The process was easy and efficient. I went online to https://concealedcarry.doj.wi.gov, entered in my pertinent information, answered the questions, read the requirements, and paid the $22 with a credit card. The entire process took less than 10 minutes and I did it from the comfort of my home. Now the DOJ has 21 days to run a background check on me and then send me my new permit. In the meantime, I printed my confirmation number in case I need it, but it is unnecessary since my current permit won’t expire for a couple of months. But at least there is a measure to address people who wait until the last day to renew to make sure they can continue to exercise their right until the new permit arrives.
Hats off to Attorney General Brad Schimel and the DOJ for making it easy and convenient to renew concealed carry permits and exercise our rights. Of course, I would prefer Constitutional Carry where such a process is unnecessary, but that’s not the AG’s call.
Today is the first day that it’s legal to carry a concealed weapon on college campuses in Texas. I expect the bloodshed to begin in…. never.
After months of meetings, protests and political debates, the time has come: It’s legal to carry handguns into university buildings in Texas. The state’s new campus carry law, passed in 2015, went into effect Monday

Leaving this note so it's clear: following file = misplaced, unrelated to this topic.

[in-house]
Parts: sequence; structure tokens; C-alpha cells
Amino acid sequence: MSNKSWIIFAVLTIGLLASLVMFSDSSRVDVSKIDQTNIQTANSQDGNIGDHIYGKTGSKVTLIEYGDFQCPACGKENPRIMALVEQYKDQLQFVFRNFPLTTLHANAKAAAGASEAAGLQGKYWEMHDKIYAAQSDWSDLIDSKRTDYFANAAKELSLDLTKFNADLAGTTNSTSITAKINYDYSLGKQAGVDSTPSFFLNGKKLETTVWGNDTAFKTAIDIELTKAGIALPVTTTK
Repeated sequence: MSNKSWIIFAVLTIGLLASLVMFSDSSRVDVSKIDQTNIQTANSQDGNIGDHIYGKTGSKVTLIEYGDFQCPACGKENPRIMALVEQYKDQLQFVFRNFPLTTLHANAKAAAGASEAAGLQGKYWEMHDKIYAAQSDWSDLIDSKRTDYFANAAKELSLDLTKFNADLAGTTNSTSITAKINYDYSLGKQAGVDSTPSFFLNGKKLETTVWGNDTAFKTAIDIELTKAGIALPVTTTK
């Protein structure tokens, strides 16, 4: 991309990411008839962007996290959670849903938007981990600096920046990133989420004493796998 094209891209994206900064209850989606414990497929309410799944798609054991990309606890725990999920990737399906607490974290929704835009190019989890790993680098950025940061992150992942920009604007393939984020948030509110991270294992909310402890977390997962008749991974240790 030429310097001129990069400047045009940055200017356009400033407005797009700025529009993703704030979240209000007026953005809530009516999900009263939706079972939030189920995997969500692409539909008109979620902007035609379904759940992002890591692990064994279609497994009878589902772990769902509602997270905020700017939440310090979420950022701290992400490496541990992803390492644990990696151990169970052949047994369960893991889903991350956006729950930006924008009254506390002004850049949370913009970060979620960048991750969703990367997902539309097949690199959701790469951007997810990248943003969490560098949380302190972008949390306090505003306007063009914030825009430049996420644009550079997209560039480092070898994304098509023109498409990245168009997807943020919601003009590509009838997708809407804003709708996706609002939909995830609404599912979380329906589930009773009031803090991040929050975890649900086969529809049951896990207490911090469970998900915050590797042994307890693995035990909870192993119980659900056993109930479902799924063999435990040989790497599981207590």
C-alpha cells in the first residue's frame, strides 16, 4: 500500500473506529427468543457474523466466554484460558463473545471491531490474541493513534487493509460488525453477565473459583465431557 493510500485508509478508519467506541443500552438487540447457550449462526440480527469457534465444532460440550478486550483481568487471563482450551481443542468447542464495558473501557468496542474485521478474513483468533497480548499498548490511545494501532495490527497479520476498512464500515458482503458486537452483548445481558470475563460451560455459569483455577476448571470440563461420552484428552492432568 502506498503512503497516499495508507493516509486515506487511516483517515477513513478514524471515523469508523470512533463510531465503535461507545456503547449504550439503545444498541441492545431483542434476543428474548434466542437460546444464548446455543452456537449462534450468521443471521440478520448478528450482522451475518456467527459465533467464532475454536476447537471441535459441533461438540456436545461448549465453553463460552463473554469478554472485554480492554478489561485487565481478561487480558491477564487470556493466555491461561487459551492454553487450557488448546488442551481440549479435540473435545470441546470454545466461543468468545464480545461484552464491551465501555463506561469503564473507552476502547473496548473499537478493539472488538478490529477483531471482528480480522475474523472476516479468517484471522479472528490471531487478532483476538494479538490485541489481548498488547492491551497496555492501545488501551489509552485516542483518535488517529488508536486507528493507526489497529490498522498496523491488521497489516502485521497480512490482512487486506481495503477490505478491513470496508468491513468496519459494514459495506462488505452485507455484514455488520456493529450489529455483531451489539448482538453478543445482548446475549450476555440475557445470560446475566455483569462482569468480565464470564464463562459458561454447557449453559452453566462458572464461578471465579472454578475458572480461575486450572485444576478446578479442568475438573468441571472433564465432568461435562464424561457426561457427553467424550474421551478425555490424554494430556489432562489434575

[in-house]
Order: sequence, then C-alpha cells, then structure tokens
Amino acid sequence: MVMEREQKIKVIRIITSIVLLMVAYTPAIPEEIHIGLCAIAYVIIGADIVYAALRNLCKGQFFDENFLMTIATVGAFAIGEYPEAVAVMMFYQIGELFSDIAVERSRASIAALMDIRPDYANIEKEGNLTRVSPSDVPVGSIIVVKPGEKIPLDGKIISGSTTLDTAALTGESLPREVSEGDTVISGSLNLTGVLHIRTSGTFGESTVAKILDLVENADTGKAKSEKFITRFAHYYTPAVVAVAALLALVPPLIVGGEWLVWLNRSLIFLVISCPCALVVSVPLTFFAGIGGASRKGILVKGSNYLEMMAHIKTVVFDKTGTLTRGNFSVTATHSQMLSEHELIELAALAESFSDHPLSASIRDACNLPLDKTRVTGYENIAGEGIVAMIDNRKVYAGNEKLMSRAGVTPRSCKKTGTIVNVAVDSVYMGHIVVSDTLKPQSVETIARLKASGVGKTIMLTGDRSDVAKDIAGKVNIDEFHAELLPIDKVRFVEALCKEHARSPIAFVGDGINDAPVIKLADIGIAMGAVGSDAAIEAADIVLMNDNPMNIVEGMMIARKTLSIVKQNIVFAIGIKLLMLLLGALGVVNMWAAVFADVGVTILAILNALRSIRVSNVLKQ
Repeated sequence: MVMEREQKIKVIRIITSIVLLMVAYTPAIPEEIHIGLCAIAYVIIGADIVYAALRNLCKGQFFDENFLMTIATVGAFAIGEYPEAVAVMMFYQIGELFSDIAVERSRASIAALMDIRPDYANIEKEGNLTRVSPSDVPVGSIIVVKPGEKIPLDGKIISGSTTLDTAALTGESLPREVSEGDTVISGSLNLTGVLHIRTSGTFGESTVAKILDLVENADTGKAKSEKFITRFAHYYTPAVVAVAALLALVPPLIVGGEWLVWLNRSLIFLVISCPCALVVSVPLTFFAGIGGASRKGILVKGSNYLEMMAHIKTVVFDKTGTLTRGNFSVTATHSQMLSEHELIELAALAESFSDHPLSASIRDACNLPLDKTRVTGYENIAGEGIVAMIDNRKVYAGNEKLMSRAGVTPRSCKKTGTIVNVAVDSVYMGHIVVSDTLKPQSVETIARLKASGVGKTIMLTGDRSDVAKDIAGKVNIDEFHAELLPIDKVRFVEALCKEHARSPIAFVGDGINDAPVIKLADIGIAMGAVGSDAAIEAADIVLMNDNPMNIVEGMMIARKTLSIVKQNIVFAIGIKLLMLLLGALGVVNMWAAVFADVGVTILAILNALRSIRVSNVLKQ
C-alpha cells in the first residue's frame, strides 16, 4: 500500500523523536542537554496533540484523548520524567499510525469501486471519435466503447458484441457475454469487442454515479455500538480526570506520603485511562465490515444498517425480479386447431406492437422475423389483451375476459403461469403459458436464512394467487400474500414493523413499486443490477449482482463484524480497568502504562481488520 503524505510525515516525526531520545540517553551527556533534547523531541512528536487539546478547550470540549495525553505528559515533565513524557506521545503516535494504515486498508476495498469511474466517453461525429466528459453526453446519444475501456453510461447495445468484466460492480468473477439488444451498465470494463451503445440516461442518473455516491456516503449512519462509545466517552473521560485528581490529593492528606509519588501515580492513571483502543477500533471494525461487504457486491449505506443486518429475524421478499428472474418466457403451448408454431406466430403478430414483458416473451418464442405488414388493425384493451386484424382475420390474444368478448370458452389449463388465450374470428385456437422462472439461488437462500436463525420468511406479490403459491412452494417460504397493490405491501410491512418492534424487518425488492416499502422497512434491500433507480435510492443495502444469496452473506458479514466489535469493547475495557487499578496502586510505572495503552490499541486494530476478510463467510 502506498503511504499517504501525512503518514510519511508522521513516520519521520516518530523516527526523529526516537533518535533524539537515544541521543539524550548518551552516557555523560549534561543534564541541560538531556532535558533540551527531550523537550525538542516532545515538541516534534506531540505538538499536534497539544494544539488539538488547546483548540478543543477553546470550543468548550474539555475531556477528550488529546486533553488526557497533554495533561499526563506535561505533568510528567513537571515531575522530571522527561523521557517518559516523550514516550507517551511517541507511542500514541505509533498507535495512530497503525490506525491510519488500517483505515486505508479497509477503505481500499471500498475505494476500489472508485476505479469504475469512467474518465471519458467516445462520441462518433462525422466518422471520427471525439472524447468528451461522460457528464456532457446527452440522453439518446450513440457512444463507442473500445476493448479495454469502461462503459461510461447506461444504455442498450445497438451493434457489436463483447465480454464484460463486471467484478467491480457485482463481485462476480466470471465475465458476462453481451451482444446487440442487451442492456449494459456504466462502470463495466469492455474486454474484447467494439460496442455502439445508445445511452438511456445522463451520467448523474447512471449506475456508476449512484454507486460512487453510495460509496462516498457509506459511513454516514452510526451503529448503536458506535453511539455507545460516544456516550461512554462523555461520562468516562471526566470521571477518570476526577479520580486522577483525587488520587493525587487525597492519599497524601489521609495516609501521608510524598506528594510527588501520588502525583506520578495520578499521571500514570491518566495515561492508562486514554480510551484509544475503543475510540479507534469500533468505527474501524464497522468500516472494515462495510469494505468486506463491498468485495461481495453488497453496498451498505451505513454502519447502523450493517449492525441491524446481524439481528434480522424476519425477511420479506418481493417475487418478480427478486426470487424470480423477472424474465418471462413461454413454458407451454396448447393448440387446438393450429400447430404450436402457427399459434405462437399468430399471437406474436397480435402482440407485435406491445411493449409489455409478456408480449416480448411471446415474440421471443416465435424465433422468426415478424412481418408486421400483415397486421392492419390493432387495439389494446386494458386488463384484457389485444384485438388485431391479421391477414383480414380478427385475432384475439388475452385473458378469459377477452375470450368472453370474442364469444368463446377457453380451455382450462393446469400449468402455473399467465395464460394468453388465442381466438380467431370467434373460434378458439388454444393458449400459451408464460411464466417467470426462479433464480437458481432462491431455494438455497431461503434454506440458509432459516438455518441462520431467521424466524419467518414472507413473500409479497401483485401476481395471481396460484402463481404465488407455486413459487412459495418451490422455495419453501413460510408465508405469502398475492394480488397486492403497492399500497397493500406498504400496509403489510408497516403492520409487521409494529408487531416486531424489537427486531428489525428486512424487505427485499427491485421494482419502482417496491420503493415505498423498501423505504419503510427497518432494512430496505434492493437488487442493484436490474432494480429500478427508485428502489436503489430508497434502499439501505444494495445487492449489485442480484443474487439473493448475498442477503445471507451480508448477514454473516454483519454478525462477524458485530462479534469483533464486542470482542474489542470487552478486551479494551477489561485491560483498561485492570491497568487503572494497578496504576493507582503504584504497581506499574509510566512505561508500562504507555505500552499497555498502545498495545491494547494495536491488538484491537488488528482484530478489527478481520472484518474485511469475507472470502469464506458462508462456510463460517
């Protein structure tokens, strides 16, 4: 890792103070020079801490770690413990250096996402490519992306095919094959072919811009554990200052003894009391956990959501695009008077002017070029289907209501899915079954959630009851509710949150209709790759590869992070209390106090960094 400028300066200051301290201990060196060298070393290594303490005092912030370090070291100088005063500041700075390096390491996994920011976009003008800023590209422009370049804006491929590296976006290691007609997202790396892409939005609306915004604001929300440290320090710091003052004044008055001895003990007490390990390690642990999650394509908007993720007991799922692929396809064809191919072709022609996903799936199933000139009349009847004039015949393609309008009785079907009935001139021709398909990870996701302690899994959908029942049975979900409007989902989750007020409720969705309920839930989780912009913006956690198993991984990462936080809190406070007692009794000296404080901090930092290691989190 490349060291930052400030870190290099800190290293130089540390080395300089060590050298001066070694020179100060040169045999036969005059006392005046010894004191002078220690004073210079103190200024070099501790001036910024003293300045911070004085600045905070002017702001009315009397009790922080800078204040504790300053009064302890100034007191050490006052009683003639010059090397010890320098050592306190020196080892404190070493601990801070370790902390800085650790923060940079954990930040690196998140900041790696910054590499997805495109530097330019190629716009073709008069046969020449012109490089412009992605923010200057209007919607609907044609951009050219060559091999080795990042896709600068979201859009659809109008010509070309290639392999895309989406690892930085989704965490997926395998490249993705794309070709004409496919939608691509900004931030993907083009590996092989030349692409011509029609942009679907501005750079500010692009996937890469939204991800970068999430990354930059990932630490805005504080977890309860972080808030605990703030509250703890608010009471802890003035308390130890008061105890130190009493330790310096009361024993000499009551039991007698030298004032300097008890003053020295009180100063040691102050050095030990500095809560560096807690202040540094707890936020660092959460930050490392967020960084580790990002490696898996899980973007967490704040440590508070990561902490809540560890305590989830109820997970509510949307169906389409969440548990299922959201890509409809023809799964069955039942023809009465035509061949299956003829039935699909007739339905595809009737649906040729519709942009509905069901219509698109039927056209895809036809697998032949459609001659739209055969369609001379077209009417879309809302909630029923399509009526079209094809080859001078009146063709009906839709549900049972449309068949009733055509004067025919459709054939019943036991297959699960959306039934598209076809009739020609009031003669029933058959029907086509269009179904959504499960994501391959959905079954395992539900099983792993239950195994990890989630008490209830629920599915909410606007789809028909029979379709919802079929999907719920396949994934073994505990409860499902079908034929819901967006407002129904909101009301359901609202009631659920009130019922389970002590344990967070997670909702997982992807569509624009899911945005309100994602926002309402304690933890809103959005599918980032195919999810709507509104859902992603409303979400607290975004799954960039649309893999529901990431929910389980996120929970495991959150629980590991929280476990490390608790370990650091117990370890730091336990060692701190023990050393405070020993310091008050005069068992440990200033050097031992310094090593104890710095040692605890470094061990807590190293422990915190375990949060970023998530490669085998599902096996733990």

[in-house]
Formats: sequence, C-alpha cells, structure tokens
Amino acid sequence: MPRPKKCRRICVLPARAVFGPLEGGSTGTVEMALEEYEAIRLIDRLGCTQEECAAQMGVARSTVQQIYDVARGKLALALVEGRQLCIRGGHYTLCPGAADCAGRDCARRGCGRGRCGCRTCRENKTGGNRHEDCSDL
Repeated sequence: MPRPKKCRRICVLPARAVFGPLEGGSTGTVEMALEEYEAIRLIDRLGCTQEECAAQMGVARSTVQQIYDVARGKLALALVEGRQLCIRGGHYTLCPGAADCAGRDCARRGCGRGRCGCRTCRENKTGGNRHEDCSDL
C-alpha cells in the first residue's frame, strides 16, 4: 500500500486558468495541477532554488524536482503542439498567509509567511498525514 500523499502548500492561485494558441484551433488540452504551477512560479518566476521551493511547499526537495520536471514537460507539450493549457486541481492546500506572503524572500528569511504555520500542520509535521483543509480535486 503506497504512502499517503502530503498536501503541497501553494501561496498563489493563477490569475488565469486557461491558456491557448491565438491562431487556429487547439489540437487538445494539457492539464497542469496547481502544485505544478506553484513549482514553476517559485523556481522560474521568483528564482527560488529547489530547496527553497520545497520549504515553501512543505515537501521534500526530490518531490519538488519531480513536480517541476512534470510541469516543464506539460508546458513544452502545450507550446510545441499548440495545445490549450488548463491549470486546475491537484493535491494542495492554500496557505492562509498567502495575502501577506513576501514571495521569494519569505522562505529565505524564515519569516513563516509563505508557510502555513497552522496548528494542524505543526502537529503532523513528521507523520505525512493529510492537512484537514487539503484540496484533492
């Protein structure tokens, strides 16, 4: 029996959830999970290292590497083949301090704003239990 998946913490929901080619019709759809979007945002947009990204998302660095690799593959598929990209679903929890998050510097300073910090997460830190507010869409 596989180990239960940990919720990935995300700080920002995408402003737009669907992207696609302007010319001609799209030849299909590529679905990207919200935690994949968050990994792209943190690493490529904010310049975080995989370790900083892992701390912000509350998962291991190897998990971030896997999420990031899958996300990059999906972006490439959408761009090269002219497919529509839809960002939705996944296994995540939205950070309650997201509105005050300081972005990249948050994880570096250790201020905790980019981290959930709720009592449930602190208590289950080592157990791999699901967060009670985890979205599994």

Wisconsin’s Department of Justice has launched a new website for residents to apply for and renew concealed carry weapon licenses.
In a statement, Attorney General Brad Schimel says hundreds of thousands of Wisconsinites hold concealed carry licenses, “making our state a safer place to live, work and raise a family.”
He says the website, concealedcarry.doj.wi.gov, will offer a convenient, streamlined process for applications and renewals.
I was wondering what the renewal process was going to be like. Mine expires in early November. I wonder if people keep the same number.